Half of Brits uncomfortable kissing someone living with HIV, as stigma-busting garden debuts at RHS Chelsea Flower Show

Graham Robson May 18, 2024

Half of British adults (50%) would be uncomfortable kissing someone living with HIV, according to brand new public attitudes data released by charity Terrence Higgins Trust ahead of its show garden, which will celebrate the progress in the fight against HIV at the RHS Chelsea Flower Show from Tuesday, 21 May.

The Terrence Higgins Trust Bridge to 2030 garden, which is fully funded by Project Giving Back, reclaims the iconic tombstone – which was the chilling centrepiece of the Government’s awareness campaign at the height of the AIDS crisis in 1987 – to celebrate and champion how much HIV has changed since then.

But the new data shows how public perceptions lag way behind the medical progress, despite the UK aiming to be the first country in the world to end new HIV cases by 2030.

Almost 40 years ago, the Government’s message was “it’s a deadly disease and there’s no known cure”. While that was true at the time, award-winning garden designer Matthew Childs has reclaimed the tombstone as a bridge to take visitors to the show on a journey from the fear of the 1980s through to today when you can live a long, healthy life with HIV.

The new YouGov polling of 2,267 Brits reveals why the charity’s presence at this year’s RHS Chelsea is so crucial, with four in 10 (41%) uncomfortable going on a date with someone with HIV. While just 16% of respondents are comfortable having sex with someone with HIV who is on effective treatment.

This comes despite the fact that people living with HIV who are taking their treatment as prescribed – around 98% of those living with diagnosed HIV in the UK – cannot pass it on to their partners. But, the data shows fewer than a quarter of UK adults (23%) know this fact to be true.

The garden is the vision of award-winning designer Matthew Childs and is funded by Project Giving Back, which is the grant-making charity that funds gardens for good causes at RHS Chelsea. After the show, the garden will be relocated to Croydon Health Services NHS Trust’s sexual health clinic to provide an inviting permanent space of calm and reflection for patients and visitors.

The charity hopes its presence at the world-famous gardening show will engage people from around the world in the massive progress in successfully preventing, testing for and treating HIV. The beautiful garden also serves as a warning for the country not to miss the opportunity to end new HIV cases by 2030. If achieved, it would be the first time a virus has been stopped without a vaccine or cure.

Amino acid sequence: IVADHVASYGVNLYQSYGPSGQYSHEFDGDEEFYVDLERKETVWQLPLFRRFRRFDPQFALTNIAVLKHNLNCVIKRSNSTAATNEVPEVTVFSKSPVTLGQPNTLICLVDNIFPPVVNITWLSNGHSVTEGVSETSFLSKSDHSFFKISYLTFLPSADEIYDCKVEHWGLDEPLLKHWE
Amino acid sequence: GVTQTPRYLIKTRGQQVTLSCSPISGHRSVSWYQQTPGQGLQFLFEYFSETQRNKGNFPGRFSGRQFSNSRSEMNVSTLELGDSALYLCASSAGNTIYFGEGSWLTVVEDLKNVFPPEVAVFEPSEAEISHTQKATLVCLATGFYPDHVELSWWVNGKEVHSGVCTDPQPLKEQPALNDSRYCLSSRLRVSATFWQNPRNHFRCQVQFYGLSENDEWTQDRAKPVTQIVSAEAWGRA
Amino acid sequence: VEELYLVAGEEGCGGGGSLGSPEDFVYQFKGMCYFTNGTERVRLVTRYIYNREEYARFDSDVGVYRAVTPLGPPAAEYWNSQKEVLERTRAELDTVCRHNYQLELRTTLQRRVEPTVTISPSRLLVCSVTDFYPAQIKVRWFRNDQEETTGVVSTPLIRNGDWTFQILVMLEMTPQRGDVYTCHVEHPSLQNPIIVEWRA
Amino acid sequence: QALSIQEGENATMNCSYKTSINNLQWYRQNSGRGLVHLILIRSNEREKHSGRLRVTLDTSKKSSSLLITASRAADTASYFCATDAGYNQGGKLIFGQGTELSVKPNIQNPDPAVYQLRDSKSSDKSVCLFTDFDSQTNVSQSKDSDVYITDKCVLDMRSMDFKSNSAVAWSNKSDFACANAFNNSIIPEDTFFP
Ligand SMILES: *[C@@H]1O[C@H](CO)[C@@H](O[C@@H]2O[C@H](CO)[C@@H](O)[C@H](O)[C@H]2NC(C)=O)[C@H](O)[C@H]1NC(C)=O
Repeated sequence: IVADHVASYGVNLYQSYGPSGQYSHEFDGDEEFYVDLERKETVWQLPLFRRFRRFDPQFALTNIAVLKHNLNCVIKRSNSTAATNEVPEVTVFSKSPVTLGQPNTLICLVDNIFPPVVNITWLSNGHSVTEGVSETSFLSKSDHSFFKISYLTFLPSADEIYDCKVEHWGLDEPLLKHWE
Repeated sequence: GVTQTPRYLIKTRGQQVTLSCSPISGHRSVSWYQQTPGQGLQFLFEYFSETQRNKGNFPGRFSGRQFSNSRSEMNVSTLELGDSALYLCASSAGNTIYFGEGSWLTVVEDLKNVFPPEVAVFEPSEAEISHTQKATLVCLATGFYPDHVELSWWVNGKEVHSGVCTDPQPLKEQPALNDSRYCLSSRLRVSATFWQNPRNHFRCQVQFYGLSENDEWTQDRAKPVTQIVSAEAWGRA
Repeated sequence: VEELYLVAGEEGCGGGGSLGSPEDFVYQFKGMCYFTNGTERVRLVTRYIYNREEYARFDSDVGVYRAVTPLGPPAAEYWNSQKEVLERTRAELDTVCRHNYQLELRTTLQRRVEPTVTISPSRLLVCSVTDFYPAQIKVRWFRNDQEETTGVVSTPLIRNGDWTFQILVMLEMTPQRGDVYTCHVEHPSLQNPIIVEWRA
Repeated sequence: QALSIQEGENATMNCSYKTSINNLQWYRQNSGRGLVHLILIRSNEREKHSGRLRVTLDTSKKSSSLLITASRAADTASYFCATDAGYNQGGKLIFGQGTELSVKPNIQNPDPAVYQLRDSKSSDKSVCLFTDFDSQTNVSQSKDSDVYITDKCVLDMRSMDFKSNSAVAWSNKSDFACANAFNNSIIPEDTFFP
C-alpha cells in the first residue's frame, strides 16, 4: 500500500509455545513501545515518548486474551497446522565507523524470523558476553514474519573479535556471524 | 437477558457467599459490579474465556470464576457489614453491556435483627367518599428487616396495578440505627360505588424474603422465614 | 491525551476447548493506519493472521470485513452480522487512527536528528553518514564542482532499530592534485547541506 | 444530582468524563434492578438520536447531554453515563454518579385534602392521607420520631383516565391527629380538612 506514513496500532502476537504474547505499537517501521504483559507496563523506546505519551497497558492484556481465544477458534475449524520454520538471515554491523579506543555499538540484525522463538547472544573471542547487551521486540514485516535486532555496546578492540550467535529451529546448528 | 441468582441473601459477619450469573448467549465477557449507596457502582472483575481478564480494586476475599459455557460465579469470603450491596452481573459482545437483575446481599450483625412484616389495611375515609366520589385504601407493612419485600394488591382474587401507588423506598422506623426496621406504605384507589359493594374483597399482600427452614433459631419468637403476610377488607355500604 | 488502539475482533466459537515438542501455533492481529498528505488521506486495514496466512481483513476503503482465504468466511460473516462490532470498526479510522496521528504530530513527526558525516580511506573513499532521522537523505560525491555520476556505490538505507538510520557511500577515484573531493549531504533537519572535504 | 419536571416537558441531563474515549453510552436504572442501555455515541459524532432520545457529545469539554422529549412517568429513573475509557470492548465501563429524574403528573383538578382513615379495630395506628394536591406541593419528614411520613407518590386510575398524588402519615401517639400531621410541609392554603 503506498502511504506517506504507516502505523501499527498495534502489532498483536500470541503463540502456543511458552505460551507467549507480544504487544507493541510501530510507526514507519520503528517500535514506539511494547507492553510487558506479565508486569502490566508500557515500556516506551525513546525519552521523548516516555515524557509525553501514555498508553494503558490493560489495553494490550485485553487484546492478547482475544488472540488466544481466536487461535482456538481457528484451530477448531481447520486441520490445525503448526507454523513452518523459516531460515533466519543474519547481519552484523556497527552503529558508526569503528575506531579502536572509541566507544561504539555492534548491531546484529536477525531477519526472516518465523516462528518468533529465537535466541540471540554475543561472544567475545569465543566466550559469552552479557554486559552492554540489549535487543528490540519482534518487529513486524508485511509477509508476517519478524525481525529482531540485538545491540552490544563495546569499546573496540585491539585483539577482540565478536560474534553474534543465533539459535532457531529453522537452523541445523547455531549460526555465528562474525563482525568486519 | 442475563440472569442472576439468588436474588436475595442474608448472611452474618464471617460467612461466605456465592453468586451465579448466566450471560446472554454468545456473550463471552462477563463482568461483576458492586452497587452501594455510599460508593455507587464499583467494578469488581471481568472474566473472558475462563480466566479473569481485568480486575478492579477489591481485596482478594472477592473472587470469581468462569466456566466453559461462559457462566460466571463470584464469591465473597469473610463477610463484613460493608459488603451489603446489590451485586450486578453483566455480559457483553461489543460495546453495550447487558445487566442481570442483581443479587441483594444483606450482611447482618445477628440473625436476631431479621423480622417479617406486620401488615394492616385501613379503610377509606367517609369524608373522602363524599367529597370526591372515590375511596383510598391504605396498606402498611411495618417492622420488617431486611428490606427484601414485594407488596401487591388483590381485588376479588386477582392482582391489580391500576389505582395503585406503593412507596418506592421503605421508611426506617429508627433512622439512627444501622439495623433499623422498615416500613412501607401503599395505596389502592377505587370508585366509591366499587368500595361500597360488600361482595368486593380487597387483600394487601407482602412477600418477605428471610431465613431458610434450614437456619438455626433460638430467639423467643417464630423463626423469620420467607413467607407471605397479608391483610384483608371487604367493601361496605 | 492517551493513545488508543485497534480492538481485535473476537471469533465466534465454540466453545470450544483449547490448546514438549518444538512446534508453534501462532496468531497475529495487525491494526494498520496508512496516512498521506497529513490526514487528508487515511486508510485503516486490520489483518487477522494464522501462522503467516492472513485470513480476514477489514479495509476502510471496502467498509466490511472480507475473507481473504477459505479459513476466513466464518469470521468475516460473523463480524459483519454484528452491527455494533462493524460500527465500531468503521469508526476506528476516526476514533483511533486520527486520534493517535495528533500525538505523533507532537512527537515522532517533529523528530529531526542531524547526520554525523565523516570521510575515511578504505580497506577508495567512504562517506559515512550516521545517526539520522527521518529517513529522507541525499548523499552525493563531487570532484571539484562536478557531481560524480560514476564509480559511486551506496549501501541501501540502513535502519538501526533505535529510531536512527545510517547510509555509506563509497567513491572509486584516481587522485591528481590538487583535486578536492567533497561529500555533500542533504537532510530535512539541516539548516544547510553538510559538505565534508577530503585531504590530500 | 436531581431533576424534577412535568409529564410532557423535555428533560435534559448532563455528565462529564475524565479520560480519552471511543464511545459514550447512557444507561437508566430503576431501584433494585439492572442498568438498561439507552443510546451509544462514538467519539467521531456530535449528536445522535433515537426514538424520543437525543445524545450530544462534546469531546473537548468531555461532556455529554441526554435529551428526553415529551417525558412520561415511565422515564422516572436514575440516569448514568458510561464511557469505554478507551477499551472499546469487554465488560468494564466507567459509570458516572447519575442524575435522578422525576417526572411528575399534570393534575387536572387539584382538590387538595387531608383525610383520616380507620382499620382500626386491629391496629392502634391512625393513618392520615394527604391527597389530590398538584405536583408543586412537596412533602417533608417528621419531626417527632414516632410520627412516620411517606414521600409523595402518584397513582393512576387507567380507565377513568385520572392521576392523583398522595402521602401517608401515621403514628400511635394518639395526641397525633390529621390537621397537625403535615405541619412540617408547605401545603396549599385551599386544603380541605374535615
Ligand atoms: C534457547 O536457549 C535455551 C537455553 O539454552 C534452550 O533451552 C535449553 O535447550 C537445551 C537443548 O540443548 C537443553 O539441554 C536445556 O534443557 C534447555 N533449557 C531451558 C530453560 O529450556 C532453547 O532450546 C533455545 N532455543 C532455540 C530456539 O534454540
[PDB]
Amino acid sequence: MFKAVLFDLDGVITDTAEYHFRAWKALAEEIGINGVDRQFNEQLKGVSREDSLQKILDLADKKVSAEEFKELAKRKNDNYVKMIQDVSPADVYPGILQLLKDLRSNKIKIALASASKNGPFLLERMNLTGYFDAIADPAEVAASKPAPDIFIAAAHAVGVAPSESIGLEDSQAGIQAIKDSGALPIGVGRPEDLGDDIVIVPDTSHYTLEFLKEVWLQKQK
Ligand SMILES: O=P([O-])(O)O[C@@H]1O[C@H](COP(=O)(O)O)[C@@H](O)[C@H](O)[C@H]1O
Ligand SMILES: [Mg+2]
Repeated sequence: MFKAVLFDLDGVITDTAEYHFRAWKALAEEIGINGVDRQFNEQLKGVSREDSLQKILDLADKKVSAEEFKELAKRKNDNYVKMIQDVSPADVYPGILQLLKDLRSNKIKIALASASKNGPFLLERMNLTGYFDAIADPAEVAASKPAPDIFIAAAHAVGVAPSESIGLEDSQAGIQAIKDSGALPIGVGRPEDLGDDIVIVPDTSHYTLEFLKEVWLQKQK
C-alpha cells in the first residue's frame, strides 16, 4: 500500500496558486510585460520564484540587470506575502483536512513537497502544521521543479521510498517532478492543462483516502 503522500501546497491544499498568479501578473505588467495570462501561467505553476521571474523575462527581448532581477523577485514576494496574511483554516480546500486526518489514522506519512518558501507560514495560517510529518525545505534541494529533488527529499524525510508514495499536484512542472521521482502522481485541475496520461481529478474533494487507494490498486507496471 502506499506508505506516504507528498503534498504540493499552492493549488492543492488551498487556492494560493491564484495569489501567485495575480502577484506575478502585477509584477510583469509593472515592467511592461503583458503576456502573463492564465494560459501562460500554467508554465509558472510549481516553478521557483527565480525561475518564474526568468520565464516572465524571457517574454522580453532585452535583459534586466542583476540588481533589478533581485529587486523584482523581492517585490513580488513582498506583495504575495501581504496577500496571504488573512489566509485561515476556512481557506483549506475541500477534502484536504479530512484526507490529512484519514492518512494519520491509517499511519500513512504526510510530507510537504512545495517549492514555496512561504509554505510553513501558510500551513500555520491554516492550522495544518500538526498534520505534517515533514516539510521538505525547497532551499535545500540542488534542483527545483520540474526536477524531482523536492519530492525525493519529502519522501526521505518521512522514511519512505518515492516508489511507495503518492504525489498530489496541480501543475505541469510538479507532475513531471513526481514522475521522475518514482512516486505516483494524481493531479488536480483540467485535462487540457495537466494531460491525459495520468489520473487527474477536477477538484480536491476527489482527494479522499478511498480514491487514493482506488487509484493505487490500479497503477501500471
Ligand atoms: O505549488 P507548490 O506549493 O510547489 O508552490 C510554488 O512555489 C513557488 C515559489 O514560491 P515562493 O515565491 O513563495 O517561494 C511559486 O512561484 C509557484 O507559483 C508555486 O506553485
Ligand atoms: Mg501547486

More positively, the polling shows 61% of Brits know that someone living with HIV and on treatment can have the same lifespan as anyone else, while 38% are aware that women living with HIV can have babies who are HIV negative. Thanks to routine HIV testing during pregnancy, there are now almost no babies born with HIV in the UK.

Louise Vallace

Louise Vallace, a woman living with HIV from London, said: “My world completely changed when I was told I was living with HIV. I spent the next 10 years in silence and didn’t tell a single person about my diagnosis. This resulted in low self-esteem and a lot of self-stigma based on out-dated myths about HIV and worries about other people’s opinions of me. But, with the support of Terrence Higgins Trust, that all changed.

“The charity gave me the support, the platform and the framework to talk about living with HIV. I now live happily, confidently and openly with HIV and recently got married to the man I love. Because of all the medical progress that’s been made, we both have complete confidence that I cannot pass HIV onto him. I’m thrilled there is a garden about ending new HIV cases at Chelsea and I hope it will start many, many wonderful conversations about how much HIV has changed.”

Richard Angell

Richard Angell, Chief Executive of Terrence Higgins Trust, said: “It’s shocking and frustrating that public awareness of the huge progress we’ve made in the fight against HIV is still so low. We truly can end new HIV cases in this country by 2030, but tackling stigma and raising awareness of the realities of HIV is an absolutely crucial part of achieving that life-changing goal.

“That’s why we’re thrilled to be making our debut at the RHS Chelsea Flower Show in partnership with our brilliant designer Matthew Childs and the support of Project Giving Back. Our beautiful garden tells a story of resilience, hope and opportunity, and is a rallying cry not to miss the opportunity to end the HIV epidemic in the UK.”

Matthew Child

Matthew Childs, garden designer of the Terrence Higgins Trust Bridge to 2030 garden, said: “Our beautiful garden is the complete antithesis of where we were in the 1980s when HIV was a scary, fearful and dark proposition. While the original tombstone from those iconic adverts was symbolic of all that fear and darkness, we’ve reclaimed it as a bridge into our garden which is revealed as the water rises and falls.

“It’s surrounded by resilient crevice-style planting to symbolise the awe-inspiring strength of the HIV community over the last 40 years and their tireless fight for progress which means the end of new HIV cases is an achievable goal. But, as shown by the low levels of knowledge about HIV today, Terrence Higgins Trust’s work remains absolute crucial today and in the years to come.”